On the most surface level, it’s obvious why Beyoncé sings “Bang Bang (My Baby Shot Me Down)” in the trailer for September 20 HBO concert special with husband Jay Z (watch it below). A sample of Nancy Sinatra‘s rendition of the song was part of their live show; it segued into “Part II (On the Run),” the couple’s duet from last year’s Jay Z album, Magna Carta… Holy Grail; the HBO special, like the tour, is titled On the Run. Bang bang.
It’s also easy to see why the song’s imagery would suit the Jay-Bey pairing. When she sings that “he wore black, and I wore white,” she dramatizes the media caricature of the tough-talking rapper and the angelic pop royal, the former drug dealer and the former beauty queen. Murder ballads have a rich history in pop, and yet there’s enough ambiguity here — in the original, by the third verse, the narrator still appears to be very much alive — to make it come across as the logical end point for ’60s girl-group songs in the tradition of the Crystals’ “He Hit Me (And It Felt Like a Kiss).” Beyoncé and Jay Z are no strangers to that type of imagery in their lyrics — setting aside Beyoncé’s Fifty Shades of Grey connection, there was much discussion of the allusion to an abusive relationship on the couple’s “Drunk in Love,” from last year’s Beyoncé. And the use of the Nancy Sinatra version’s tremolo guitars, combined with the presence of Jay Z, allows Beyoncé to reclaim, definitively, Lana Del Rey‘s self-applied title of “gangster Nancy Sinatra.”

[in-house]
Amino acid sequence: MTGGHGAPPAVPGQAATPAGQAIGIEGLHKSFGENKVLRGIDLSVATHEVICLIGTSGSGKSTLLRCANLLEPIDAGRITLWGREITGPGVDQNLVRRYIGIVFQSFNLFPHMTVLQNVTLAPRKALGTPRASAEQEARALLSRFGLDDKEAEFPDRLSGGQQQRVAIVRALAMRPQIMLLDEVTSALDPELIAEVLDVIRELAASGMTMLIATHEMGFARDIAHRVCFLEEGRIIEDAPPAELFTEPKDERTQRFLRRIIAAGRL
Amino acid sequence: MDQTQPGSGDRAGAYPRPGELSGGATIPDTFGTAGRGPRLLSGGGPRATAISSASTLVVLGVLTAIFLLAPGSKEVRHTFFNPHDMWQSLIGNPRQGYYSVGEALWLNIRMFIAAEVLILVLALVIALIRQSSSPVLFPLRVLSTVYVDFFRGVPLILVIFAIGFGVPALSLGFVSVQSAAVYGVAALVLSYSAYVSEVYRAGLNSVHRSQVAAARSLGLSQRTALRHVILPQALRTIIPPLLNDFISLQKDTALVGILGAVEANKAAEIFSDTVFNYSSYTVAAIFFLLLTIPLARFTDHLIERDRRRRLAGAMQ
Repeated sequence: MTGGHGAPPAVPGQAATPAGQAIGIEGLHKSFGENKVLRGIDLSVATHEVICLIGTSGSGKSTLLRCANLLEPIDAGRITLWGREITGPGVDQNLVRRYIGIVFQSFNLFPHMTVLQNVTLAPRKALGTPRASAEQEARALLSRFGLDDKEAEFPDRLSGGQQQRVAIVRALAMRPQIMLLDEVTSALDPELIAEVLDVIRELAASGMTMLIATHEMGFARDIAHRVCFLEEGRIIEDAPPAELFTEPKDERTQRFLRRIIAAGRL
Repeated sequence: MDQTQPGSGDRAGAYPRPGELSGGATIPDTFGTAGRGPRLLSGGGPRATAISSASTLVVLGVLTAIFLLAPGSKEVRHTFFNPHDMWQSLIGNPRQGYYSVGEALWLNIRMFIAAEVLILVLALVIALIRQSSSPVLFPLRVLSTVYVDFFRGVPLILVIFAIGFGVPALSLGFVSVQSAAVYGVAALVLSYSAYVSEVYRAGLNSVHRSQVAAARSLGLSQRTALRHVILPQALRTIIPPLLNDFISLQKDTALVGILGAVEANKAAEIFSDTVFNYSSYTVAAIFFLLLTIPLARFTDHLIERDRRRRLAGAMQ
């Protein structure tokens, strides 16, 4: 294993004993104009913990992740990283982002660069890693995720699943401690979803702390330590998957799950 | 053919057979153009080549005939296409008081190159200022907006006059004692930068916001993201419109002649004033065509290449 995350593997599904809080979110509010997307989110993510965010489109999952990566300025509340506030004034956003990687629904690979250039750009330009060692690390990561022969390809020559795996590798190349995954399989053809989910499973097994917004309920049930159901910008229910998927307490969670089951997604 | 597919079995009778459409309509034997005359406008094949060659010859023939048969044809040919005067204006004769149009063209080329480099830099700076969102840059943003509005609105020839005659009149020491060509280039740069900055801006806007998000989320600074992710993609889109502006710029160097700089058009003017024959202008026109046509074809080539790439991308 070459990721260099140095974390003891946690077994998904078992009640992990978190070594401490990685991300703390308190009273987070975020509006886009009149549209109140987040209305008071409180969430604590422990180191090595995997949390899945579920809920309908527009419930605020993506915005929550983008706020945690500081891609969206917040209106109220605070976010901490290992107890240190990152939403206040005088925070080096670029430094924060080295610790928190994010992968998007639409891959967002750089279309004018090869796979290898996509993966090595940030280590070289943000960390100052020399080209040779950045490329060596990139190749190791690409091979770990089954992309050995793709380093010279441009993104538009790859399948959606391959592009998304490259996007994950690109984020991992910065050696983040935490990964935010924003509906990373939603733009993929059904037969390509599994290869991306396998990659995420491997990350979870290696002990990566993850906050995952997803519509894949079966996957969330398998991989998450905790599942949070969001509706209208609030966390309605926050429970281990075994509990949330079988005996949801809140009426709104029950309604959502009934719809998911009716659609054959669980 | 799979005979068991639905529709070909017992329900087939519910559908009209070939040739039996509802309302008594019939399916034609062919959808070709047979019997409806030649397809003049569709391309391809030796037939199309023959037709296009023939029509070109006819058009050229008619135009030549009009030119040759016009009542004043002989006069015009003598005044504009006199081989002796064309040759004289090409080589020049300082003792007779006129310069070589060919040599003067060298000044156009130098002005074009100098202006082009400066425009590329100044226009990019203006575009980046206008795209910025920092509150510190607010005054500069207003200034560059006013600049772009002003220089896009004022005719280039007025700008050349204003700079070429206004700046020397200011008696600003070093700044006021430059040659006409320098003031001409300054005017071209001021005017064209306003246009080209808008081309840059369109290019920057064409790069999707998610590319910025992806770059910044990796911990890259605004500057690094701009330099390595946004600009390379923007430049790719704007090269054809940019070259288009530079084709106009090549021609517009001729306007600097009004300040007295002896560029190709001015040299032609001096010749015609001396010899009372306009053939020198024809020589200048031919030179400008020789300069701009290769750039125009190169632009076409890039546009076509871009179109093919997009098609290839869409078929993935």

And yet what might be most interesting about this Nancy Sinatra cover is that, despite all the headlines to the contrary, it’s not technically a Nancy Sinatra cover at all. Frank‘s daughter — best not to think too hard about how many times Jay Z has compared himself to the father here — recorded the song in 1966, but it was a hit first for Cher, written by her then-husband Sonny Bono. Nancy Sinatra’s recording featured in Quentin Tarantino‘s 2003 film Kill Bill Volume 1, and her take took off from there, with samples appearing on a 2005 U.K. hit by London electronic duo Audio Bullys and on various rap songs, including by Kardinal Offishall and Lil Wayne; Jack White regularly performed “Bang Bang” live with the Raconteurs; a Lady Gaga-Tony Bennett cover is reportedly in the works. “Bang bang, that awful sound”: It’s Beyoncé’s now.